This "specialness" has not been ignored by the U.S. Congress. A 20-mile section of the creek (Moody's Landing to Fairley Bridge) is a National Scenic River--the only one in Mississippi--and this stretch flows through the 5,050 acre Black Creek Wilderness, one of only two Wilderness areas in the state. (The other is the 940 acre Leaf Wilderness, also in the De Soto National Forest.)
The creek's signature "black" tint is actually more the color of ice tea, the deep clear brown coming from the tannin leached from vegetation along creek's banks. During dry spells when there is no rain to wash silt into the creek paddlers can peer over the side of a canoe and see three feet to creek's sandy bottom.
BROOKLYN TO FAIRLY BRIDGE BY TANDEM CANOESaturday morning at 9:11 am, October 26, Maarten, a Dutch physical oceanographer working at the Stennis Space Center in south Mississippi, and I pushed my venerable 16 foot tandem off the gravel bar at Brooklyn and into the cola-colored creek to start our two-day 26-mile trip to Fairley Bridge. The sky was a brilliant blue. We were glad to be underway after the two-hour drive from New Orleans.
Launching into the creek in October, we knew the water level would be low. Less rain falls here in October than in any other month. There had been a shower or two on the watershed earlier in the week but that had long since drained, via the Pascagoula River, to the Gulf of Mexico. The "real-time" USGS gage at the bridge in Brooklyn was reading 3.8 feet when we shoved off, about what I expected this this time of year. Low but "floatable," some might say.
We didn't find the stretch from Brooklyn down to Moody's Landing that "floatable." It took only 15 minutes to run hard aground on a dead fall embedded in the shallow and sandy creek bed. This was the first of many groundings. Sometimes we would just misread the creek and grind to a halt in the shallow water flowing over a gravel or clay shelf. Sometimes there was no deeper water to be "read". At other times it was a submerged log just not submerged enough that grabbed the canoe, stopping it cold.
Way too often we had to use our paddles as poles to push the boat, with us in it, to deeper water. When that didn't work we had to get out of the canoe and drag it over the gravel or hard packed sand to deeper water. Maybe two adults in a lightly loaded canoe with heaps of luck and skill could pass easily through the numerous stump gardens and gravel shallows between Brooklyn and Moody when the gage at Brooklyn reads 3.8 feet.
In the "pig boat" we were piloting, we didn't have a chance. Piled so high with stuff we had to tie it down to keep it from falling into the creek, there was little hope of navigating the labyrinth of obstacles unscathed. We left a Trail of Teals; dots and scrapes, bits of the blue/green vinyl from the bottom of my boat, all the way down to Moody's. If faced with this water level on your trip consider putting in at Moody's to avoid this major concentration of stump gardens, or wait for higher water. A creek level four to six inches higher would have made a big difference. And made for drier feet too.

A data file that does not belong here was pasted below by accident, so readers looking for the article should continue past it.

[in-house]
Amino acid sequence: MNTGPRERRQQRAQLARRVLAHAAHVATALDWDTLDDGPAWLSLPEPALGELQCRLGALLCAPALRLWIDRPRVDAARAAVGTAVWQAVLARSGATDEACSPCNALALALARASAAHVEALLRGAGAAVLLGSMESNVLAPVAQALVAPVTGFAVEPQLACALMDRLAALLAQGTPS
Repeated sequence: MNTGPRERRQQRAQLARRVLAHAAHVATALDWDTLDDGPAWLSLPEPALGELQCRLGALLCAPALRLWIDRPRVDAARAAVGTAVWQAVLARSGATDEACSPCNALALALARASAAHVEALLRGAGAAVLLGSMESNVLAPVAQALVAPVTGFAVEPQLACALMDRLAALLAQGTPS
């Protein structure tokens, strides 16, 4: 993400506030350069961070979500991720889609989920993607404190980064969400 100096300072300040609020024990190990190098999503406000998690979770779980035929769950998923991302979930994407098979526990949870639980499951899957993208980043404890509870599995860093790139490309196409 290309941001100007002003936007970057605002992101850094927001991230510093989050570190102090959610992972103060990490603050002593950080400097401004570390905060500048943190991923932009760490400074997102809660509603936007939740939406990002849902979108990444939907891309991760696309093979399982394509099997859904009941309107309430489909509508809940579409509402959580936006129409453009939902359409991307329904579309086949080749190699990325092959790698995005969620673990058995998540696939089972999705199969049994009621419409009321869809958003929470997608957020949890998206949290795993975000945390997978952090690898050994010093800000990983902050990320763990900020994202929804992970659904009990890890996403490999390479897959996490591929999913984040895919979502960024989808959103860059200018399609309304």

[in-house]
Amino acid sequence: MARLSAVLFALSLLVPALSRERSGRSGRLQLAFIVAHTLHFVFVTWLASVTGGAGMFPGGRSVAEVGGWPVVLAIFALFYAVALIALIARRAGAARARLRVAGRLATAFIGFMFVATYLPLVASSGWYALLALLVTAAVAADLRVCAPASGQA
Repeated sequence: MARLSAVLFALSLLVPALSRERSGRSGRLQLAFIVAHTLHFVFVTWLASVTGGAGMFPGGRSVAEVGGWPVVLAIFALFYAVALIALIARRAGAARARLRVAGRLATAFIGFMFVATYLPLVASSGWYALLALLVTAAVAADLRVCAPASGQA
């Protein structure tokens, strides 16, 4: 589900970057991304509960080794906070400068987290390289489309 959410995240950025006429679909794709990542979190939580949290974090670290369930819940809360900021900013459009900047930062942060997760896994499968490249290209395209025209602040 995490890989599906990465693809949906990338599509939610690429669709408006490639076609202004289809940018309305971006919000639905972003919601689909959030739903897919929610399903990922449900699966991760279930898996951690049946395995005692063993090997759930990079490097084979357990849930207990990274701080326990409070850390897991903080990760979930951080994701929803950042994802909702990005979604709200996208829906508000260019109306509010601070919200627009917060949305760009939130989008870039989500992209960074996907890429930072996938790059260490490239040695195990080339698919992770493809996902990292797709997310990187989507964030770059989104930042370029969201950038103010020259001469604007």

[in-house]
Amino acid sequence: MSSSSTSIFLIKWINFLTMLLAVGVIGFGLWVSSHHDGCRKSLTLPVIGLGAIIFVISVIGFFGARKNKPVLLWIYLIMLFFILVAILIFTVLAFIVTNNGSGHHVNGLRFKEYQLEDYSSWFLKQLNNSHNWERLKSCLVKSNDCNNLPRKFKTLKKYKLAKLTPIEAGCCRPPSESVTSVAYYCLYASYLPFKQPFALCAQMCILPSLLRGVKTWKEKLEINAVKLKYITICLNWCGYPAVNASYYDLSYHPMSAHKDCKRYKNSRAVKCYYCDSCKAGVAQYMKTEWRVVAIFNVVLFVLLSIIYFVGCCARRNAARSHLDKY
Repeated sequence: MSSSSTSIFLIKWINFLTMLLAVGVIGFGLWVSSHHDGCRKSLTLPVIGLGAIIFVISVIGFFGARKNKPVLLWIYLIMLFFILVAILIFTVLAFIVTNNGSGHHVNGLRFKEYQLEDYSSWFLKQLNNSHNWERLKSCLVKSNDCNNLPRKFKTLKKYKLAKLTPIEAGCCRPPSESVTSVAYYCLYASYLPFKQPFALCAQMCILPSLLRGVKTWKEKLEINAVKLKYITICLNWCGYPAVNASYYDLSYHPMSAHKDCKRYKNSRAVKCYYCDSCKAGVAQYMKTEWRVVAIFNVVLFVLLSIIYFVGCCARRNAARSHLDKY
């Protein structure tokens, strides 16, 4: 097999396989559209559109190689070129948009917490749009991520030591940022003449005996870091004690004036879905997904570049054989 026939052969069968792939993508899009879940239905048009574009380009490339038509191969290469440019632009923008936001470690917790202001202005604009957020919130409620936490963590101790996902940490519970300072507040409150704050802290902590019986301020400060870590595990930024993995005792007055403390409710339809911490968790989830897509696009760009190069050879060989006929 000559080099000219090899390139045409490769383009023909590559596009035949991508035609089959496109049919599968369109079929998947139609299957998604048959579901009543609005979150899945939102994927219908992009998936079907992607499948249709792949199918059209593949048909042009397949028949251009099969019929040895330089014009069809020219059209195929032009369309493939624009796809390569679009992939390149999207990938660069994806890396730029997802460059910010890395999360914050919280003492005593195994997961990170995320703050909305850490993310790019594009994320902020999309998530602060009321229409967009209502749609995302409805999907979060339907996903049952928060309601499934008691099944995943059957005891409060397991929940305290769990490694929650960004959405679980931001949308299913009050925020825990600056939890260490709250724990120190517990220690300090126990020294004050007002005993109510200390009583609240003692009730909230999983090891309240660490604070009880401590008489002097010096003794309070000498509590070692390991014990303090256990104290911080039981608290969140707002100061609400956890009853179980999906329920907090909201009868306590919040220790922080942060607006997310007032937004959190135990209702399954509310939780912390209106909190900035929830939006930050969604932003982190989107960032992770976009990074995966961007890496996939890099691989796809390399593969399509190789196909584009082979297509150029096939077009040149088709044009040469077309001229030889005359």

But low water can be a blessing. Low water means the current is slower and that provides more time to chart a course through the obstacles. Low water allows even paddling challenged canoers the chance to back up against the current to try a second time to make an intricate maneuver that will get them through a tight space without having to get out of the boat. Low water can help teach how to steer and read a river with little risk of capsizing and to not measure the success of a canoe trip by how dry you kept your feet.
To that end, learning the cross draw paddle stroke was a revelation to Maarten, as it was to all of us who can remember learning it all those years ago. To execute a cross draw from a standard forward stroke, without moving your hand position on the paddle, quickly bring the paddle across the bow of the boat by twisting at the waist and sink the blade immediately deep into the water away from the bow of the canoe. If you can hold it, and it does take some strength to perform the stroke, the bow is instantly yanked a foot or more sideways, usually just enough to slide by an obstacle. The more "body english" you put into this stroke, the more effective it is.
Maarten is an experienced sea kayaker with a bombproof roll and years of experience paddling the unforgiving open water of the Pacific Ocean off Los Angeles, California. But a cross draw is not in the stroke repertoire of a sea kayaker. Learning this new steering stroke so useful in a canoe on moving water, was an epiphany for the Dutch blue water paddler more at home in his Greenland styled kayak. Soon it seemed like every few minutes I would see him suddenly twist at the waist, swing the paddle across the bow and stab the blade deep into the clear creek and hold it, jerking the bow about two feet to either the right or the left to avoid this or that submerged stump or stob. That sure made my job as the stern paddler easier.